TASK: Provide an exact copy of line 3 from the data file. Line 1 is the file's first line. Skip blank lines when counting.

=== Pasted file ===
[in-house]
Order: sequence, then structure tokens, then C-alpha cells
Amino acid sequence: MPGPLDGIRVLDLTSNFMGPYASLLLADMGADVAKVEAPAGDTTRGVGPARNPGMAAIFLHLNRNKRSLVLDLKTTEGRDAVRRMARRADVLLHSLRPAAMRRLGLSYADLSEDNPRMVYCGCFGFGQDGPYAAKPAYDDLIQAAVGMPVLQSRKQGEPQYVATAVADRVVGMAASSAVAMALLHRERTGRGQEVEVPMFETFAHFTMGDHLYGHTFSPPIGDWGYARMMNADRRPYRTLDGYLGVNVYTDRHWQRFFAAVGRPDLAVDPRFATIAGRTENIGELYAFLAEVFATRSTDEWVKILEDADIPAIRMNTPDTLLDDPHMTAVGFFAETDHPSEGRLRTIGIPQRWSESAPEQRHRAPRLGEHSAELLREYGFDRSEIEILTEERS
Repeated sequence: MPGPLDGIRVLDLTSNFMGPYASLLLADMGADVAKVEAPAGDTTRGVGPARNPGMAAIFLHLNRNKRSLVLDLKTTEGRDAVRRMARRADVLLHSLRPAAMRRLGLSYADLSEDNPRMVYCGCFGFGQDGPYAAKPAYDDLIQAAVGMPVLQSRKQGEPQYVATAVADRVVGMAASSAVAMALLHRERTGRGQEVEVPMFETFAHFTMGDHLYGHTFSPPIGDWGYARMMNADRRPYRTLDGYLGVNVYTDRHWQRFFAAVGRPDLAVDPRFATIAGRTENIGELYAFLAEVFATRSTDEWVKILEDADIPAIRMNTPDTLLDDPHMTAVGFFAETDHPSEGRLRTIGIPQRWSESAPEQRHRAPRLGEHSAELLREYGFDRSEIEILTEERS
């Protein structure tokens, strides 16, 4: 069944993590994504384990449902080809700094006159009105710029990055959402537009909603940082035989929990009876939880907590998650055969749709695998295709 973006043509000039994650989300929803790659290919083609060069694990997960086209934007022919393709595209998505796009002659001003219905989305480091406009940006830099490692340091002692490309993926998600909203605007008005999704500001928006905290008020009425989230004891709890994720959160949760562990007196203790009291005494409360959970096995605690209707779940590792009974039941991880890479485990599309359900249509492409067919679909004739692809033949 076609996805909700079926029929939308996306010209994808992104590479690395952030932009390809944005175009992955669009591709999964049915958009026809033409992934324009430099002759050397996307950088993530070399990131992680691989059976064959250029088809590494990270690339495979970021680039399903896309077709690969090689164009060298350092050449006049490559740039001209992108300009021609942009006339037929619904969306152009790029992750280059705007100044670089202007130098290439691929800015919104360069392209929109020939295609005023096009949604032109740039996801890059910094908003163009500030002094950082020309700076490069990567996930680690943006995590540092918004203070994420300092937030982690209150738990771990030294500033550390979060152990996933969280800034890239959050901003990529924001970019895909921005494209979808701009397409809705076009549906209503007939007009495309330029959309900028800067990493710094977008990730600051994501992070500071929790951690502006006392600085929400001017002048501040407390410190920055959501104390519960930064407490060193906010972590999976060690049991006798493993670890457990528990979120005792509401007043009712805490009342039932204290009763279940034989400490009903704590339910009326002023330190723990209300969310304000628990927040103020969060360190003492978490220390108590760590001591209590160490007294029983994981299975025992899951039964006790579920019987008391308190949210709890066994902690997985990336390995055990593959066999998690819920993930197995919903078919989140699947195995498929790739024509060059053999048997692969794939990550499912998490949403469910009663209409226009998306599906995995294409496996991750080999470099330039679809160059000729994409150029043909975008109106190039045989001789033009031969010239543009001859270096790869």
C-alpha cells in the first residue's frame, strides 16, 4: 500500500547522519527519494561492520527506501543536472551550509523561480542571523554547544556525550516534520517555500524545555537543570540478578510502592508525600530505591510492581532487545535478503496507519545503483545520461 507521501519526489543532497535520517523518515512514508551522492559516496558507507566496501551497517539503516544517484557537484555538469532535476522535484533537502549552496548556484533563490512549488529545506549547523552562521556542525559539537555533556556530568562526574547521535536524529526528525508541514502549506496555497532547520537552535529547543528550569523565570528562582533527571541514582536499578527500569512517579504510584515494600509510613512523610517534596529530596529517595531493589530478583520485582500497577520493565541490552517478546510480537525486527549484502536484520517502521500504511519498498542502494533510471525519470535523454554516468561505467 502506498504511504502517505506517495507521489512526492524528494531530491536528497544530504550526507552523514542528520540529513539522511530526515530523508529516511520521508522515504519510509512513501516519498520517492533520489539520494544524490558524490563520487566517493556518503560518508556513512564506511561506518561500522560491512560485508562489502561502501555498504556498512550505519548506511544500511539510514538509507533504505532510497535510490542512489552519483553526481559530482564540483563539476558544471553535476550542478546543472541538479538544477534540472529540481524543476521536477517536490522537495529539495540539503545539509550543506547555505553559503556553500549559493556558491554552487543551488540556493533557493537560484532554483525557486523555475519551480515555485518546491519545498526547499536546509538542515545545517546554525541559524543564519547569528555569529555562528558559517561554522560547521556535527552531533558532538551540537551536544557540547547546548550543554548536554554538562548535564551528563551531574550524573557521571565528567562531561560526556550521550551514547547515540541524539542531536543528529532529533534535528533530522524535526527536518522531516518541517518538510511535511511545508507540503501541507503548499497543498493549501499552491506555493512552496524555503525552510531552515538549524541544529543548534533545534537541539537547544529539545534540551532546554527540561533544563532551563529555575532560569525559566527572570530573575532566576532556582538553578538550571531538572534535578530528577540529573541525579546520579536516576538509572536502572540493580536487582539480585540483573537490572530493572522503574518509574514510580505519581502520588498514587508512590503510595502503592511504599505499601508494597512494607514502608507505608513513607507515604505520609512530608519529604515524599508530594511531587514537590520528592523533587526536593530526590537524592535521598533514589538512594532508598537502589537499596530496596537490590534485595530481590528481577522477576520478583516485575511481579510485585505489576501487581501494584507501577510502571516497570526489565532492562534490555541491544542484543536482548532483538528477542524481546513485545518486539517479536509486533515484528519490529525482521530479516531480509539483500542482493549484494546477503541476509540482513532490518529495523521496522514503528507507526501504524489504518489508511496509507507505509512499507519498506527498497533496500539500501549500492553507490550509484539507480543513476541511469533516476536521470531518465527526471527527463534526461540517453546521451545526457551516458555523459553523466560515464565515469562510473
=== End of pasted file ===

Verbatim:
Amino acid sequence: MPGPLDGIRVLDLTSNFMGPYASLLLADMGADVAKVEAPAGDTTRGVGPARNPGMAAIFLHLNRNKRSLVLDLKTTEGRDAVRRMARRADVLLHSLRPAAMRRLGLSYADLSEDNPRMVYCGCFGFGQDGPYAAKPAYDDLIQAAVGMPVLQSRKQGEPQYVATAVADRVVGMAASSAVAMALLHRERTGRGQEVEVPMFETFAHFTMGDHLYGHTFSPPIGDWGYARMMNADRRPYRTLDGYLGVNVYTDRHWQRFFAAVGRPDLAVDPRFATIAGRTENIGELYAFLAEVFATRSTDEWVKILEDADIPAIRMNTPDTLLDDPHMTAVGFFAETDHPSEGRLRTIGIPQRWSESAPEQRHRAPRLGEHSAELLREYGFDRSEIEILTEERS